The Christian Worldview: The Bible and Christianity are the embodiment of Christ’s claim that He is “the way, the truth and the life.” The distinctives of a Christian worldview include that humans have dignity because they bear God’s image, and that the good life is the pursuit of wisdom, fellowship, servanthood, and stewardship. This is why Christians have often led in opposing the world’s greatest evils, including slavery, poverty, and Communism. Christian worldview advocates point to the rise in abortion, euthanasia, and embryonic stem cell research as resulting from a lack of understanding of what it means that humans are made in God’s image.

The Islamic Worldview: With 1.3 billion followers of Islam, the Islamic worldview has been growing exponentially in power and influence. Islam is not just a religion but a way of life, an all-embracing social, political and legal system. Christianity and Islam have some teachings in common, including belief in a personal God, creation of the material universe, angels, immortality of the soul, heaven, hell and judgment of sin. Likewise, Muslims accept Jesus as a prophet (one of many), his virgin birth, physical ascension, second coming, and miracles. The major differences between Christianity and Islam are Islam’s rejection of the biblical Trinitarian God, and the death of Jesus for the sins of the world. Muslims likewise reject Jesus’ divinity, his physical resurrection from the dead and his claim to be the Son of God. At the core of Islam is obedience and not redemption, which has significant ramifications for how the spread of Islam is to be achieved.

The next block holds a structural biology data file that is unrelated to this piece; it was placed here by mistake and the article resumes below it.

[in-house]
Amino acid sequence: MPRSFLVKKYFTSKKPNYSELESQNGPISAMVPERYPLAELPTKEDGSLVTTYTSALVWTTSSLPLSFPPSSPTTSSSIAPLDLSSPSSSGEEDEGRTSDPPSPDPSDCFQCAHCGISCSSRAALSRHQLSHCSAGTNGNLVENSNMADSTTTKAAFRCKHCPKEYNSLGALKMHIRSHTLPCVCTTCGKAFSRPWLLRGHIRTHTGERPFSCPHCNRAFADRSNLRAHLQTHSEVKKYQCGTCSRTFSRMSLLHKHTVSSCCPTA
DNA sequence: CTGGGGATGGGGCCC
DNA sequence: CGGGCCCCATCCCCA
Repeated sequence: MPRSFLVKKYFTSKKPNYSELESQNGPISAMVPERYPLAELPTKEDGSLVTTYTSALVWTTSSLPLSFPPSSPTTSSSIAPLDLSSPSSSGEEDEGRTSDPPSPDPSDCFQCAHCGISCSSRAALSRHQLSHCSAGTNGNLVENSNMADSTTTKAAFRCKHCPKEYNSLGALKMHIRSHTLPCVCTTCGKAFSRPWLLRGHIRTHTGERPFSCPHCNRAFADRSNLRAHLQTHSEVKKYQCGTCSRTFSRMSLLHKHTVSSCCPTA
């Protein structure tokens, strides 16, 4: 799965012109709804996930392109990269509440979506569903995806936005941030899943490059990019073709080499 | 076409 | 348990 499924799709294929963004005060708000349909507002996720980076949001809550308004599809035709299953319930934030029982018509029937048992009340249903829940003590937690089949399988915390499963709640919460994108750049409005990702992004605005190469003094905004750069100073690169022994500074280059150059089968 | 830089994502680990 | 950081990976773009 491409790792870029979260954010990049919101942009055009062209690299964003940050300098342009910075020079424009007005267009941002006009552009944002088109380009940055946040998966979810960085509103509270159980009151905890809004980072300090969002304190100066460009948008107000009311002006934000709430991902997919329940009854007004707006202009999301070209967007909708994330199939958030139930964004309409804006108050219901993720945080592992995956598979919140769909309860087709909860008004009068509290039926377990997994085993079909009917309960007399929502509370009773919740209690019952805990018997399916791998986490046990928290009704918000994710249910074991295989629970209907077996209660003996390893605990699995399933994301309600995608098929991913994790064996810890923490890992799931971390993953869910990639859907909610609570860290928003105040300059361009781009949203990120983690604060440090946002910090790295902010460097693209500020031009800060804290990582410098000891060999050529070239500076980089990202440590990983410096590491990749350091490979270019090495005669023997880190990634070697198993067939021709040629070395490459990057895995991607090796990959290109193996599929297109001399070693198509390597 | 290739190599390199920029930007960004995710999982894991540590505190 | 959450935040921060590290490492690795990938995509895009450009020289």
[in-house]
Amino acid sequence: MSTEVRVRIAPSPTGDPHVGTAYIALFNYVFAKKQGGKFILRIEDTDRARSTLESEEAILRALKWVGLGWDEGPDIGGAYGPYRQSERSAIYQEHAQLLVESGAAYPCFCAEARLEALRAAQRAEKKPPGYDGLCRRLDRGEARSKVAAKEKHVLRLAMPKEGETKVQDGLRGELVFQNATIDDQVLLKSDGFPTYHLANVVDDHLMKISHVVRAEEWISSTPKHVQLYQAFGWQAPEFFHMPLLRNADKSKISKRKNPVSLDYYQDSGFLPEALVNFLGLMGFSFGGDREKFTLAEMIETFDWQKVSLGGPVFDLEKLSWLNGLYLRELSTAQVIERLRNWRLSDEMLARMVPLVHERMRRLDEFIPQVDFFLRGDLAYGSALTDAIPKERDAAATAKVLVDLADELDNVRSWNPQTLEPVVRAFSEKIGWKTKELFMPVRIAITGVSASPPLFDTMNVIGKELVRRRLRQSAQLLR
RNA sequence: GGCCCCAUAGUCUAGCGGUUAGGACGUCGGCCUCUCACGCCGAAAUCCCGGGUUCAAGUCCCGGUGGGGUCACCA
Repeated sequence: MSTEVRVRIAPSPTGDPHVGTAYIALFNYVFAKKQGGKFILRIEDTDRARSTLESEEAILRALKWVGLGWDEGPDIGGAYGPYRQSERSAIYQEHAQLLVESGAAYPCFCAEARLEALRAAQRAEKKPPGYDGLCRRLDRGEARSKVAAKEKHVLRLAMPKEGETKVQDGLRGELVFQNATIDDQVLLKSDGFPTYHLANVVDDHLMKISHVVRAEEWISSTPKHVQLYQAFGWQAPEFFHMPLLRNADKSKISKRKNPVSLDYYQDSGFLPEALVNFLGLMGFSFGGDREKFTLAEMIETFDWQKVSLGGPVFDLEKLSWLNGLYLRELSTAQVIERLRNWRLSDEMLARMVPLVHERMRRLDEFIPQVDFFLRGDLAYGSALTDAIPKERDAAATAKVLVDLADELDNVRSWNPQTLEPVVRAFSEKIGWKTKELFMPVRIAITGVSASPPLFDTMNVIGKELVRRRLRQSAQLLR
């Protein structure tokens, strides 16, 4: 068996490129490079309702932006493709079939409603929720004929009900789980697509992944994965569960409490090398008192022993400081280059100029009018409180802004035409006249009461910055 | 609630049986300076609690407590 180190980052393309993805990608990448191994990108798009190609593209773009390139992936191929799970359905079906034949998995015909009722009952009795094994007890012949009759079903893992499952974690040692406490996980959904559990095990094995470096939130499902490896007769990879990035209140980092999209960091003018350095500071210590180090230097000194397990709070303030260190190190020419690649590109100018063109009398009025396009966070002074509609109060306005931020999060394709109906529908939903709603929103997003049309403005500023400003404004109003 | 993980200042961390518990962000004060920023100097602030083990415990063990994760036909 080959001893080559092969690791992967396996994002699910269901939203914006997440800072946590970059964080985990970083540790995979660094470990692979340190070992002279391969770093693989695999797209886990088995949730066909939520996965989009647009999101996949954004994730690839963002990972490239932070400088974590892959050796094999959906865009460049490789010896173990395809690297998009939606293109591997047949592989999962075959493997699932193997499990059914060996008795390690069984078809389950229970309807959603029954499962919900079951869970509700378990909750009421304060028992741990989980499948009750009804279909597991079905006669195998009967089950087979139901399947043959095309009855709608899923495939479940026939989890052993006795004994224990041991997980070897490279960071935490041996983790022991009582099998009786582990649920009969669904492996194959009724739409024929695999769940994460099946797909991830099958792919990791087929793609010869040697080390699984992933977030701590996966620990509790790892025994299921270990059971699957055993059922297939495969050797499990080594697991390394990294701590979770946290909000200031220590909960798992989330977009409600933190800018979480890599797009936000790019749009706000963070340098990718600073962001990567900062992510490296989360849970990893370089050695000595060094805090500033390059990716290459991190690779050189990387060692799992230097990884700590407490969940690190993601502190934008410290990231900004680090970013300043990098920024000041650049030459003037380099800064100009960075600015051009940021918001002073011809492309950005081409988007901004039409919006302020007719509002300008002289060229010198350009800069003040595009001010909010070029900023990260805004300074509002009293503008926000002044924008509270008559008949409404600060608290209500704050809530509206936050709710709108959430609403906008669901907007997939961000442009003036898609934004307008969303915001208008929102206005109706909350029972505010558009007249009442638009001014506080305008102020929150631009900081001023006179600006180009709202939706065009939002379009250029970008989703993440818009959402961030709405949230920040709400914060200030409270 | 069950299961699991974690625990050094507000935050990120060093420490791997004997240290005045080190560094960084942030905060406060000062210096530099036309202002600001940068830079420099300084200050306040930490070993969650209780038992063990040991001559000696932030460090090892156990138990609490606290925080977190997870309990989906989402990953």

The Secular Humanist Worldview: With the tenet that “man is the measure,” The Secular Humanist Worldview says that mankind is the ultimate norm by which truth and values are to be determined. All reality and life center upon human beings and we act as God. Secular Humanists recognize the classroom as a powerful incubator for indoctrinating students into their worldview. Operating under the buzzword “liberalism,” a Secular Humanist agenda controls curriculum in America’s public schools and has even taken root in some Christian colleges. The ideas of Humanism have gained influence throughout modern society. Humanists are willing to support their worldview, often more faithfully than Christians.

The Marxist Worldview: The Marxist worldview is a militantly atheistic, materialistic worldview. Based on the writings of Karl Marx in the late 1800s, Marxism has taken on some new looks in recent years, including debasing culture as a form of revolutionary activity. Marx’s presence continues to be felt around the world and predominates on many American university campuses. Recruited as college students in the 1950s and ’60s, many Marxist “radicals” earned PhDs and are now the tenured faculty on many campuses. According to Marx, the key problem with capitalism is that it breeds exploitation. Therefore, capitalism must be replaced with a more humane economic system, one that abolishes free markets and replaces it with a government-controlled economy.